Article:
In Part I of Carrie, Stephen King writes:

And when she talks of Carrie White her face takes on an odd pinched look that is more like Lovecraft out of Arkham than Kerouac out of Southern Cal.

Other than an understanding of the relation between the locations stated, real or otherwise, and the respective authors who wrote about them, I don't quite understand the phrasing of "out of" which King employs to link the aforementioned authors and locations. Would "Lovecraft out of Arkham" and "Kerouac out of Southern Cal" refer to the respective faces of Lovecraft or Kerouac when placed in these locations, implied to be of immense terror and blitheness respectively, due to contrasting natures of the respective locations (Arkham and California)?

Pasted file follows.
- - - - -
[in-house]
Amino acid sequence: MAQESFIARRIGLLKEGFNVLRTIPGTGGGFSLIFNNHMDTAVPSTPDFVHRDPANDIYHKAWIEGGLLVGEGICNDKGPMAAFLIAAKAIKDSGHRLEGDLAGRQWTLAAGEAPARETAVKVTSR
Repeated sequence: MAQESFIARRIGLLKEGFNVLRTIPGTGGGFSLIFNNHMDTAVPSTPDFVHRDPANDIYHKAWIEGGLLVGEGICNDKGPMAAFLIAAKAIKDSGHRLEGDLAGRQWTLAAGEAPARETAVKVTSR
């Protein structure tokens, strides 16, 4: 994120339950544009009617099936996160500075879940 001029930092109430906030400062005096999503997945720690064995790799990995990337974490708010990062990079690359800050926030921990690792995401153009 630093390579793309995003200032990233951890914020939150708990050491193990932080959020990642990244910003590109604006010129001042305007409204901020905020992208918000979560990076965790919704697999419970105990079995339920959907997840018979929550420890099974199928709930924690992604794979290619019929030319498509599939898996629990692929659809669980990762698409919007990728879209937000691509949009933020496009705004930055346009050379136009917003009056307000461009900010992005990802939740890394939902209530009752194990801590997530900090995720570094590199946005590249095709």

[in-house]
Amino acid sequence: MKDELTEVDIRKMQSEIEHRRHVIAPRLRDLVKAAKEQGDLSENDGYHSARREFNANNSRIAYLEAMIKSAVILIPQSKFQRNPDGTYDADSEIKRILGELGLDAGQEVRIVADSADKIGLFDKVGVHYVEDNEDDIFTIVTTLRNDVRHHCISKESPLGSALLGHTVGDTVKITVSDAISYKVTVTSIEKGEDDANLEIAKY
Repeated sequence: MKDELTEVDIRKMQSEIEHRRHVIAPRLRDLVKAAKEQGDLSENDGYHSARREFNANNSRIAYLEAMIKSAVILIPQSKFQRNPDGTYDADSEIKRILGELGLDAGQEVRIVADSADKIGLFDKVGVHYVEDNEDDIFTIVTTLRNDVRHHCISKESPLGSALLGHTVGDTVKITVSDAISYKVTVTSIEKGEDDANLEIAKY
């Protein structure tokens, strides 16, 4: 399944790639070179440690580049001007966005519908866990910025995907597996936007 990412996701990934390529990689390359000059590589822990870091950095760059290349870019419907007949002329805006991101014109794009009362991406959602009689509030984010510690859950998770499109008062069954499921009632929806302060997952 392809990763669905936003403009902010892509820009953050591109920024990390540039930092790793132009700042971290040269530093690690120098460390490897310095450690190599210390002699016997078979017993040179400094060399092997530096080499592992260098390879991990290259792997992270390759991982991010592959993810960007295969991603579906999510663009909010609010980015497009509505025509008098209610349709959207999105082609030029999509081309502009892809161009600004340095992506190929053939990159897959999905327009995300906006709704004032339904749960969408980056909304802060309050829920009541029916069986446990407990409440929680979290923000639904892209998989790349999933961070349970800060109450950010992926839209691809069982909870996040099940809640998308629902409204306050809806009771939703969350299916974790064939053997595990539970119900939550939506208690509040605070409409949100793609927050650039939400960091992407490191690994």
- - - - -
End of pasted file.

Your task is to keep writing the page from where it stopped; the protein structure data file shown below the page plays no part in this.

1 Answer 1


“Lovecraft out of Arkham” refers to the horror writing of H. P. Lovecraft whose writing includes the fictional setting of Arkham, Massachusetts. “Kerouac out of Southern Cal” conversely refers to the beat writing of Jack Kerouac (best known for On the Road). The meaning here is that her face is horrifying rather than beautiful.

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